The Scottish Fire and Rescue Service Command and Control Mobilising System (CCMS)
Inspection Findings - The performance and resilience of the existing CCMSs
20. In a FRS control room, the technical systems and equipment used need to be fit for purpose and interoperability between control rooms allows resilience arrangements to operate. We examined the position in the three SFRS control rooms.
21. The two main components of each OC’s CCMS are an Integrated Communications Control System (ICCS) for radio and telephony and a Computer Aided Dispatch (CAD) system for mobilising, gazetteer and mapping - along with peripheral supporting systems such as on call resource availability.
22. It should be mentioned that there has been some investment in SFRS infrastructure in recent years relative to the planned implementation of Systel. It is understood this work and investment has not been wasted and it is envisaged that this will facilitate any new CCMS implementation. Examples of this infrastructure include standardisation of station-end equipment and network capability (WAN – Wide Area Network) and the rationalisation of call-signs programme. There has also been the implementation of SIP (Session Initiation Protocol), which improves resilience by having links to more than one telephone exchange. SIP is not yet functional at Dundee OC (DOC) and Edinburgh OC (EOC) due to the inflexibility of current systems.
Dundee OC (DOC)
23. The system at DOC is Vision, which is a combined ICCS and CAD system. The system is newer than those in place at Johnstone OC (JOC) and EOC. However, being originally installed in 2006 it is still considered an old system and relies on old hardware which has become difficult to source replacement parts for.
24. The system is a different version of the Vision system in place at EOC, though is supported by the same supplier under the same support contract. Due to being a different version than at EOC, there is no interoperability potential between the systems.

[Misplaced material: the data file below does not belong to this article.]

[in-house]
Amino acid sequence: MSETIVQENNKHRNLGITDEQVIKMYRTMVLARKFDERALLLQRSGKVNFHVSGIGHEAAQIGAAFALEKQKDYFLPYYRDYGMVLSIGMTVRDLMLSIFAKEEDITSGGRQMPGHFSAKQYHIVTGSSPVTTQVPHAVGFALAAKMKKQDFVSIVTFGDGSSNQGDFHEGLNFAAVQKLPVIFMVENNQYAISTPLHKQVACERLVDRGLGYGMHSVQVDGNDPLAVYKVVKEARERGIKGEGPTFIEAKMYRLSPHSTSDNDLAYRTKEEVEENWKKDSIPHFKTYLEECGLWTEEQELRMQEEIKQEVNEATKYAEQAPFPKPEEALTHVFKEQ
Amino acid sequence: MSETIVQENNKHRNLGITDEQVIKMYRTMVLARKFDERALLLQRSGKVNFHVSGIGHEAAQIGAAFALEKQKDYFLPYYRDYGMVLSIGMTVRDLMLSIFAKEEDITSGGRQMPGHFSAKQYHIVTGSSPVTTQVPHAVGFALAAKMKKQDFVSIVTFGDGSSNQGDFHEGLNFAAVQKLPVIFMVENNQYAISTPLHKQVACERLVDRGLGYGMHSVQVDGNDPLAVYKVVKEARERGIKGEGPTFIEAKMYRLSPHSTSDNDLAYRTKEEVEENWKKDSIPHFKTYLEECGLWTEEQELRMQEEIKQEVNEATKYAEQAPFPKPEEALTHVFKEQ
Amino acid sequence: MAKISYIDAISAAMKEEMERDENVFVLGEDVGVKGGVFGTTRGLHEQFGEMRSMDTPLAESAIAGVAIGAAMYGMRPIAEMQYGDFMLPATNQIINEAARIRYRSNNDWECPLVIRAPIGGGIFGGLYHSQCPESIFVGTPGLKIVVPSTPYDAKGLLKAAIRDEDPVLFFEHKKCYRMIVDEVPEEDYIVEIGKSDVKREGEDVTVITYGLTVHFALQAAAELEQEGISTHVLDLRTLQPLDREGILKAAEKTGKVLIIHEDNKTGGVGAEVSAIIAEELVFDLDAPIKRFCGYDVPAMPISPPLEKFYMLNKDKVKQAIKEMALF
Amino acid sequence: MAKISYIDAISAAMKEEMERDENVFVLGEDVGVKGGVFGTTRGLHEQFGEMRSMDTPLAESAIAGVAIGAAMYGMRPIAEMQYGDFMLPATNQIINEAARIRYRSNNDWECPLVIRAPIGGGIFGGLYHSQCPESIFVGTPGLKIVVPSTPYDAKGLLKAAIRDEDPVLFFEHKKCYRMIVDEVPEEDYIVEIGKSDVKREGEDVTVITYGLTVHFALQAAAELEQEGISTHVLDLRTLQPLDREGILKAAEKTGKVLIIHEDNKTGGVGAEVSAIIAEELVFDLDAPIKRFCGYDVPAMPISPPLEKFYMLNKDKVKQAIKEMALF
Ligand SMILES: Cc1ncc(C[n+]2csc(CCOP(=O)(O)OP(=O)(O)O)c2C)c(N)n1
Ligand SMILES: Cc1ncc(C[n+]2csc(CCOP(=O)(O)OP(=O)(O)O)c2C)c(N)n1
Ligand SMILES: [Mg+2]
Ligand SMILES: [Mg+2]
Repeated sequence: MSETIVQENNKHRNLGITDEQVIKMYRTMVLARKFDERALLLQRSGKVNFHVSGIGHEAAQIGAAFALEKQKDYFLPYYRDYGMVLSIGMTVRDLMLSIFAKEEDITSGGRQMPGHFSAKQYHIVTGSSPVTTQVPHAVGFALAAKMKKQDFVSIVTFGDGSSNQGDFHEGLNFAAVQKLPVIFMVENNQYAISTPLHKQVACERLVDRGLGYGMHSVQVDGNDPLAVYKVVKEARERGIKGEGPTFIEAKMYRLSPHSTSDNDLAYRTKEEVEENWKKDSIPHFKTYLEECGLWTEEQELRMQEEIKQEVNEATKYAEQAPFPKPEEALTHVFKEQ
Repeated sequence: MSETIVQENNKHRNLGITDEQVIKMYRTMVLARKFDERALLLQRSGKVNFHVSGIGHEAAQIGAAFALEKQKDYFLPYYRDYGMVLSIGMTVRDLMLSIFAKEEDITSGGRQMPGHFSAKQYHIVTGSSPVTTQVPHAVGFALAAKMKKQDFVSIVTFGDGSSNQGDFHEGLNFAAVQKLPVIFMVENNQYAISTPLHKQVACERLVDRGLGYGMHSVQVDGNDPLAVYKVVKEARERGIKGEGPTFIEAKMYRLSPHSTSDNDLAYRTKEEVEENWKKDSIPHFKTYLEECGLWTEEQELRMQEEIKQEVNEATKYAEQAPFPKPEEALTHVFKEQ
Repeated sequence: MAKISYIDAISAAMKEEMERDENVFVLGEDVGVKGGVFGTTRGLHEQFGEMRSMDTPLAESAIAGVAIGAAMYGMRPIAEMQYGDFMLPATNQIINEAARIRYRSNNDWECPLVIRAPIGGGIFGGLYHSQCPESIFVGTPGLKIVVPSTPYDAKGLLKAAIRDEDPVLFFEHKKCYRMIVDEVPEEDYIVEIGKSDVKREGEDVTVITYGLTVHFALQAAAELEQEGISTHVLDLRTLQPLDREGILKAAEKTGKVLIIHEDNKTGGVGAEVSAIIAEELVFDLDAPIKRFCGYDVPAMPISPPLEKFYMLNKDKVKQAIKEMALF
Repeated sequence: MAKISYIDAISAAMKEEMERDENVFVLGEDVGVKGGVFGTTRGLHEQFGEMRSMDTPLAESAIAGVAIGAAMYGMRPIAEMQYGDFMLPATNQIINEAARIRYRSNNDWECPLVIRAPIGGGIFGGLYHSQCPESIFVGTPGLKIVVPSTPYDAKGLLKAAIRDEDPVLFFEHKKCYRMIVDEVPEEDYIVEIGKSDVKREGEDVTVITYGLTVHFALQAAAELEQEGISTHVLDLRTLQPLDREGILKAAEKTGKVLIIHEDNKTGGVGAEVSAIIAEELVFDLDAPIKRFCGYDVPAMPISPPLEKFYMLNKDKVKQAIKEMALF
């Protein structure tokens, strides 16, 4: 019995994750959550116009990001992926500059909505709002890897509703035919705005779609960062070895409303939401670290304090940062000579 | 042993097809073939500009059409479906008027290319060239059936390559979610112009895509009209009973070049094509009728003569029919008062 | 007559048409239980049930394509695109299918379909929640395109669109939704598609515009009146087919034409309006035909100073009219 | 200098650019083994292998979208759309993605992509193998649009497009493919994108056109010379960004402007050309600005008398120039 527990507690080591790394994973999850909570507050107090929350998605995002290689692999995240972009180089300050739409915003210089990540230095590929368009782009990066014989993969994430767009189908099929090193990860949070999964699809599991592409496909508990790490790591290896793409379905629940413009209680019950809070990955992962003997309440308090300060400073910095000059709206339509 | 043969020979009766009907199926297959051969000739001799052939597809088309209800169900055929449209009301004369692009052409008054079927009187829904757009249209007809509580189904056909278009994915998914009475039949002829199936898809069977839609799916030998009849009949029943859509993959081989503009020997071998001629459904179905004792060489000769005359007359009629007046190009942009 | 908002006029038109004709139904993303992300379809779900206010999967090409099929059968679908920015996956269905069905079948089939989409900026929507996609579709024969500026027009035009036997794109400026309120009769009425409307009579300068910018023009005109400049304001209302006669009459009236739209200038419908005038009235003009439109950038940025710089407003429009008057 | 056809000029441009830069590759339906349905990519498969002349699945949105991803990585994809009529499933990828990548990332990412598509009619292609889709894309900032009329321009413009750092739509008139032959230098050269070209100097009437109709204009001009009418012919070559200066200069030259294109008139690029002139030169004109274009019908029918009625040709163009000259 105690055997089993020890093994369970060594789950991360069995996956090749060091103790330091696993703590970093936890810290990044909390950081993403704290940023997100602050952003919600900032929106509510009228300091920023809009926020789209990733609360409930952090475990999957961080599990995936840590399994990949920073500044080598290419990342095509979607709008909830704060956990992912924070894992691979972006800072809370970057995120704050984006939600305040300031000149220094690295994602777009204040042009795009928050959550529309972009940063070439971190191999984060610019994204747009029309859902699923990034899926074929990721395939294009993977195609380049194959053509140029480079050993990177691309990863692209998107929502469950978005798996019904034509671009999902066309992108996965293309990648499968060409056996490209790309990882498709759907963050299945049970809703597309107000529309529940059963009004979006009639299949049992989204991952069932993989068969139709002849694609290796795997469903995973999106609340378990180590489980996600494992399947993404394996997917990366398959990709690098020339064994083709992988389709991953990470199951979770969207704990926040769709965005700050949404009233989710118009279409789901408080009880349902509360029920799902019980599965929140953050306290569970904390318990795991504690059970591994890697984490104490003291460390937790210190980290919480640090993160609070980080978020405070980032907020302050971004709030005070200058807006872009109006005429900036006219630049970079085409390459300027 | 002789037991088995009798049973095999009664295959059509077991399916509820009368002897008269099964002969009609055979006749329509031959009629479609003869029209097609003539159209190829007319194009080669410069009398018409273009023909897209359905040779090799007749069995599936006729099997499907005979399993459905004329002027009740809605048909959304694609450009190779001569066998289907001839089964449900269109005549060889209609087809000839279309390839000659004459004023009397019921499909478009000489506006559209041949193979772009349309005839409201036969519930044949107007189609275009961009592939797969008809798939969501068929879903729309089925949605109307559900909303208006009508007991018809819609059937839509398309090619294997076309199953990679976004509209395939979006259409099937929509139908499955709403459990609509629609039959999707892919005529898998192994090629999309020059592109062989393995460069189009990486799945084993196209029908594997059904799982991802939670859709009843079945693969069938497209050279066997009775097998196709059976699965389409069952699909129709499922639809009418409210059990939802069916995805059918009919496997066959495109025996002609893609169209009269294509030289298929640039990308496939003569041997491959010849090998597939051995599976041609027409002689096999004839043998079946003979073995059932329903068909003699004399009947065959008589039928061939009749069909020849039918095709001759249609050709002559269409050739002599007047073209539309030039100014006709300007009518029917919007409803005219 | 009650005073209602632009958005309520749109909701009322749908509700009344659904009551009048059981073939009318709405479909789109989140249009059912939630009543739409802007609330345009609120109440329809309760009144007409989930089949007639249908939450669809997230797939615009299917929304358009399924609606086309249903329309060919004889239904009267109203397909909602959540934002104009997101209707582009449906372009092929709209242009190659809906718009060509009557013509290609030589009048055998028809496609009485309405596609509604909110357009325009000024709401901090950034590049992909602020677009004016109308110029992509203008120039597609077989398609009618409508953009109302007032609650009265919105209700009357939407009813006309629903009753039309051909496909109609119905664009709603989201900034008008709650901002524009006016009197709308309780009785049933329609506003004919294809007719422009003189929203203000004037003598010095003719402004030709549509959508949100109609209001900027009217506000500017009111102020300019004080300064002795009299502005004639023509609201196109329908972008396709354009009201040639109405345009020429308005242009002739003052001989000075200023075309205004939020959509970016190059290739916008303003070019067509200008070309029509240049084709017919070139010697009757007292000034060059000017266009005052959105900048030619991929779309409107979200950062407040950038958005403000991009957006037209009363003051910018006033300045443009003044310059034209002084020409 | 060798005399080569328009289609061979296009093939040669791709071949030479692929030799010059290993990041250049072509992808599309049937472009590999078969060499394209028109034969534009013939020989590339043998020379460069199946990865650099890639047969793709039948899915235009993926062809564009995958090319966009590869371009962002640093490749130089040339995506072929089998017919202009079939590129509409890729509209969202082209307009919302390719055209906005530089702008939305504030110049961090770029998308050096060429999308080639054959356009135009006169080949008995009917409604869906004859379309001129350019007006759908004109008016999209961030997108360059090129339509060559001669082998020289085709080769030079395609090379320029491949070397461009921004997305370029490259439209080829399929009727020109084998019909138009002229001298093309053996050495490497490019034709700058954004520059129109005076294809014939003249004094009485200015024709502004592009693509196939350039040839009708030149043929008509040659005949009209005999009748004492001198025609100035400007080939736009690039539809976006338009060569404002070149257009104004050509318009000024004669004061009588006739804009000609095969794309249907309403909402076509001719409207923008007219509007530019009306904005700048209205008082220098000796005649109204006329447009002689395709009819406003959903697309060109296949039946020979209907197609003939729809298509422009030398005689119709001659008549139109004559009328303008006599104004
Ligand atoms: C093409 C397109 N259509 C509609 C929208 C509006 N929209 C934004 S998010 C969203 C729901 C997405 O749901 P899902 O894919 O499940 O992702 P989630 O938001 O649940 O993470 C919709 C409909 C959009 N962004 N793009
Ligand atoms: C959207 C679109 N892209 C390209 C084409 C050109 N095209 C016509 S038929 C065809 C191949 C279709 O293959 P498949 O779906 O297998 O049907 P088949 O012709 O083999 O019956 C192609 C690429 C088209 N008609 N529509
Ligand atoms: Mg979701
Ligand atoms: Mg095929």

25. There have been significant issues in recent years regarding the integrated telephony system at DOC which resulted in considerable attention by SFRS ICT and the support contractor to rectify.
26. A decision has been made to limit the volume of data on the system to improve resilience. The result being that some address related information is held separate to the system itself, which has involved a manual element for operators.
27. DOC has an integrated ICCS, which means there is a single point of failure. If any part of the system fails, it all fails. However, the arrangements in place at the Dundee Standby facility is a standalone ICCS, which gives more flexibility if one part of the system fails.
Johnstone OC (JOC)
28. The systems in place at JOC are Motorola Procad and Capita/Sungard. The systems generally function as required and allow JOC to carry out the required functions in the West SDA.
29. The CCMS at JOC was inherited from legacy arrangements and was adapted when the West SDA OCs merged in 2014. This resulted in some loss of functionality and some manual processes for OC personnel were implemented as a consequence. An example of this is OC staff having to manually update certain availability at change of shift, which was an automated process previously.
30. The system is now considered to be old technology, although the software itself is understood to be fairly reliable in terms of its stability. However, the hardware is dated and finding replacement parts when required is likely to be difficult to achieve, time consuming and costly.
31. The SFRS has a support contract in place with Motorola. The Service has some concerns around the availability of expertise to provide support in the long term.
Edinburgh OC (EOC)
32. The Systems at EOC consist of Northgate ICCS and Vision CAD system.
33. There are a number of manual processes which have become practice for operators handling emergency calls. This is mainly as a result of the merging of legacy control rooms in 2016 and the inflexibility of not being able to incorporate elements of other legacy CCMS into the current system. There is understood to have been some upgrade to the current system in 2016 as part of the merger process.
34. The server which hosts the CCMS for EOC had not been restarted for six months at the time of our visit in late December 2022. This is due to concerns over the system’s resilience following previous difficulties which arose when attempting to carry out this process. All required changes have been stored to allow update in due course. A decision has not yet been communicated on when and how the server will be updated. As a result of this, there are six months’ worth of information and data which has not been uploaded onto the system. This includes information on Flexi Duty Officers’ details and certain mobilising instructions. All amendments to be added are communicated to personnel, but this results in control staff having to refer to various sources of information, some paper-led as a work around. We were advised that the system does not often fail on its own.
35. EOC is working on Vision version 3. A support contract is in place with SSS Public Safety. Version 3 is an older system relying on ageing hardware.
36. In addition to the system failure risk due to age, the control room suite has major building issues with rainwater ingress which poses a risk to resilience.